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Joyce Before Ulysses: Exploring Dubliners and A Portrait of the Artist as a Young Man with William Mottolese (Sold Out)

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Four Sessions via Zoom Thursdays, 6:00 pm EST - 7:30 pm EST January 21 to April 22, 2021

This reading group has reached its capacity. To join the waitlist, please email Allison Escoto at allison@centerforfiction.org.


Meeting Dates:
1/21/21, 2/18/21, 3/18/21, 4/22/21
Thursdays, 6-7:30pm ET via Zoom

Only because James Joyce eventually wrote Ulysses and Finnegans Wake do Dubliners and A Portrait of the Artist as a Young Man appear easy to read. However, had Joyce written nothing but these two works of fiction, he would still be considered a major writer. Dubliners, the most accessible of Joyce’s works and his only collection of short stories, is coldly realistic and richly complex. In A Portrait of the Artist as a Young Man, Joyce offers a bildungsroman and a densely psychological novel that introduces readers to Stephen Dedalus and gives a foretaste of the awesome modernist complexity of Ulysses. In all, James Joyce’s early work teaches one how to read his later masterpieces. Thus, this course will study both works in depth and lay the groundwork for a future reading of Ulysses.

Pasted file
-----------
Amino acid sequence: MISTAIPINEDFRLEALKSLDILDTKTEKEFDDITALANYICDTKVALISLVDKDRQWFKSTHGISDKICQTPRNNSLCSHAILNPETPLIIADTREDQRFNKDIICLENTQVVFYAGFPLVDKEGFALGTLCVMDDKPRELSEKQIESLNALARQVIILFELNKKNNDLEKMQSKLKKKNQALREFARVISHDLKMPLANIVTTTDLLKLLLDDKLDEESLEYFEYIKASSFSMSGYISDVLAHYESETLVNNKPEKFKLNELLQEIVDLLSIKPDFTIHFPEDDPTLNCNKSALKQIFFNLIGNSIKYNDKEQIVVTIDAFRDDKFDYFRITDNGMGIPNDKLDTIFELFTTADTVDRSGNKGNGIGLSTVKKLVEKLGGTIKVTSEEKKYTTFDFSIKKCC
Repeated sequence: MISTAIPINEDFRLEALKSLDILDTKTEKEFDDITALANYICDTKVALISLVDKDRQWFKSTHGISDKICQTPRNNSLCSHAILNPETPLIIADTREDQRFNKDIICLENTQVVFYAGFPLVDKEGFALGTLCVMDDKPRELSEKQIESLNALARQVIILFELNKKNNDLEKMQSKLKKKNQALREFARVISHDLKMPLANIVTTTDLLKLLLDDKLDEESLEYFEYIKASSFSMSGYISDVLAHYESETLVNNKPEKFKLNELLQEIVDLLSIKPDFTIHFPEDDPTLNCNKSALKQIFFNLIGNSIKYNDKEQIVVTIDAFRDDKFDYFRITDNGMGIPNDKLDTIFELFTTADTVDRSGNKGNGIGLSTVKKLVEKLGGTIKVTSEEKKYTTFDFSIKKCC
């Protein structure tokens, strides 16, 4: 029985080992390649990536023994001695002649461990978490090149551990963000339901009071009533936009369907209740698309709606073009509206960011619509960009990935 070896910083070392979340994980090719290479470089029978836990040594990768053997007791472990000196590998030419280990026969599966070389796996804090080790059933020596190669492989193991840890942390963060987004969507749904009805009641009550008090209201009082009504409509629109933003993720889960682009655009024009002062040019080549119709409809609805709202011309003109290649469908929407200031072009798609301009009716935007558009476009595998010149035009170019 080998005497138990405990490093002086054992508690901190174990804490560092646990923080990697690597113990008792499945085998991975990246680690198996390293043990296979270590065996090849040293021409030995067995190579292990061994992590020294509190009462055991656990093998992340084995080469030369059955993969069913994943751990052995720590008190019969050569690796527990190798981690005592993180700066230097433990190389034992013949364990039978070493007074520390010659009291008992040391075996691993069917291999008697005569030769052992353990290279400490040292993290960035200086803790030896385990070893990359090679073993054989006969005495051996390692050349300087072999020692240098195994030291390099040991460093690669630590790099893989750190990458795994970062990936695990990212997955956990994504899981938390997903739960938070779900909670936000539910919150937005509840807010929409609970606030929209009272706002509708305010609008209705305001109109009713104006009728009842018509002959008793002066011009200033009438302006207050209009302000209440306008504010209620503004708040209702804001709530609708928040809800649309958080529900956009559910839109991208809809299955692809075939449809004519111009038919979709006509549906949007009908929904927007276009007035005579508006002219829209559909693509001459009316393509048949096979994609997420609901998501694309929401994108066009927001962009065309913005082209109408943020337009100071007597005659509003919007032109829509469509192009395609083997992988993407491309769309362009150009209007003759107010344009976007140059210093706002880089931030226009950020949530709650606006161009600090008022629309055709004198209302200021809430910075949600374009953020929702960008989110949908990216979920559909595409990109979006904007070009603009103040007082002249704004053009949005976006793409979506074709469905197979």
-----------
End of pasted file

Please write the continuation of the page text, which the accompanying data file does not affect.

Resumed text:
For our first meeting, please read through the end of “A Painful Case” in Dubliners.

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Led by

  • mottolesew

    William Mottolese

    William Mottolese

    William Mottolese has taught at Fordham University and Saint Joseph’s College in Indiana and is presently Chair of the English Department at Sacred Heart Greenwich. He has published on such subjects as Olaudah Equiano, Laurence Sterne, and James Joyce and is presently at work on projects on Joyce, teaching critical thinking, and the relation of literary modernism to twentieth-century popular music. He has taught for a decade on the faculty of the Center for Fiction where he has led classes on James Joyce, David Foster Wallace, Salman Rushdie, Irish literature, and postcolonial literature. William is an award-winning teacher, published poet, and proud father of three children.